All but a shoe-in for an Oscar nomination, Alex Gibney puts Jack Abramoff in the spotlight in his latest punishing documentary Casino Jack and the United States of Money, which paints a disturbing web of bribes, greed, corruption and twisted American views amongst some of the most powerful men in the government, primarily Republicans.
To be honest, I knew little about Abramoff's dealings before Casino Jack. I knew of him and knew what he represented, but not the details or extent of his dealings. If even a portion of the documentary is true, which one can assume it is, the country is in a lot of trouble. Abramoff was influential, but he was also simply a cog in the wheel in a destructive and dangerous machine that continues to operate until this day. The fact that no politicians (Republicans or Democrats, but primarily Republicans) have taken the fall for being mixed up with the guy is startling and should concern every American citizen.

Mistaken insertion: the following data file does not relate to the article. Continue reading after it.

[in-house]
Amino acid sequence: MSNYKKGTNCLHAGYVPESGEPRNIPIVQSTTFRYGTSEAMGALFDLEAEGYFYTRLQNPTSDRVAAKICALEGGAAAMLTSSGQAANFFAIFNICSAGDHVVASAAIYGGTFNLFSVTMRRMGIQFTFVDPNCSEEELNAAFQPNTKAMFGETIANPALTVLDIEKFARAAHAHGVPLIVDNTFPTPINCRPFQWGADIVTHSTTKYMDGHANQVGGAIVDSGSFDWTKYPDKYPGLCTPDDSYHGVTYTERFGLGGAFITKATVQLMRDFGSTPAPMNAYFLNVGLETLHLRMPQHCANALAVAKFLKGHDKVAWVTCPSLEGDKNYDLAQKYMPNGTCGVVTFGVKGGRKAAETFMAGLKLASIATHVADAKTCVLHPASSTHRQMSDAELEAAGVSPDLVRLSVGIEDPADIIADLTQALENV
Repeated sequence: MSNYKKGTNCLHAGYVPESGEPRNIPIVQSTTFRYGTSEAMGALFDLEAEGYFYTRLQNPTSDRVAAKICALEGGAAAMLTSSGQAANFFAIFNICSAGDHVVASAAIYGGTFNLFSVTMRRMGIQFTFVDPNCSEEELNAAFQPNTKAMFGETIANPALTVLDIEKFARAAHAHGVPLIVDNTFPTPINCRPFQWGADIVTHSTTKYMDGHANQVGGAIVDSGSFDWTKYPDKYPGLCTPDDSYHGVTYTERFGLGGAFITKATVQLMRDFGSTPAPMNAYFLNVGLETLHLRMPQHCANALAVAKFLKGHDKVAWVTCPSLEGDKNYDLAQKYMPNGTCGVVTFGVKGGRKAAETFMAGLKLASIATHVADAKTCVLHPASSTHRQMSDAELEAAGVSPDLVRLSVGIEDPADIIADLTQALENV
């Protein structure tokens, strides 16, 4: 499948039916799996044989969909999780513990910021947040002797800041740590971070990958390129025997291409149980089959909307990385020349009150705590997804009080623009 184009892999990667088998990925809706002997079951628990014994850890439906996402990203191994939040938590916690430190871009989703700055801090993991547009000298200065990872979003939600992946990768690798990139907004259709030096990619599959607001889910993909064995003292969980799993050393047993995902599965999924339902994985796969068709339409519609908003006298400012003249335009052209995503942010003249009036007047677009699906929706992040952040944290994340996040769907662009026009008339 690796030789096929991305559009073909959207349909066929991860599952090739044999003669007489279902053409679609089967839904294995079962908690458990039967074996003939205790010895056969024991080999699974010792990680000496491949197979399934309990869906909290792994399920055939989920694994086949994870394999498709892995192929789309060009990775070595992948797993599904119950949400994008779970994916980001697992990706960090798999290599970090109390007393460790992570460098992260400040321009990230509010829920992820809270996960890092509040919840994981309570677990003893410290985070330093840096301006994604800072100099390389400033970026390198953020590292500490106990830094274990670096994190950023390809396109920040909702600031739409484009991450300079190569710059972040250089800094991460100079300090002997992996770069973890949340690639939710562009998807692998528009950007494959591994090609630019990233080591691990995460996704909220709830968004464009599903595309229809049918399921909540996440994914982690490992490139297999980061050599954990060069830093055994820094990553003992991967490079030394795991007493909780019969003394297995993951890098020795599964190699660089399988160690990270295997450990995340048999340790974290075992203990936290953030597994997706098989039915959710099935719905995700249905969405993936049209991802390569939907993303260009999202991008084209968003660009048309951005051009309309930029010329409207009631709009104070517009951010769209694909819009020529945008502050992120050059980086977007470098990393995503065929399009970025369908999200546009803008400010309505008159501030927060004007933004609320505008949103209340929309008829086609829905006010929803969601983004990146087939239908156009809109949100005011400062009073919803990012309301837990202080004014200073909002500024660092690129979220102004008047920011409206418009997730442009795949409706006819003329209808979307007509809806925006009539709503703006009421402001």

The movie itself is excellent, which isn't surprising given its source. Gibney, the director of Oscar-winning Taxi to the Dark Side and Oscar-nominated Enron: The Smartest Guys in the Room, has done it again. The movie is incredible detailed and complex, but Gibney knows how to narrate his thousands of facts into an energetic, entertaining and disturbing tale. The movie flows at a fast pace, mixing in an electric score and visual snippets to appeal to modern day attention spans, but it still misses no punches. This isn't your daddy's documentary.
Casino Jack and the United States of Money is another excellent documentary from Alex Gibney. Like his other documentaries, this film should be shown in high schools - and, given Gibney's filmmaking talent, could be watched and keep students engaged. Watch for this one at the Oscars.
Review by Erik Samdahl unless otherwise indicated.
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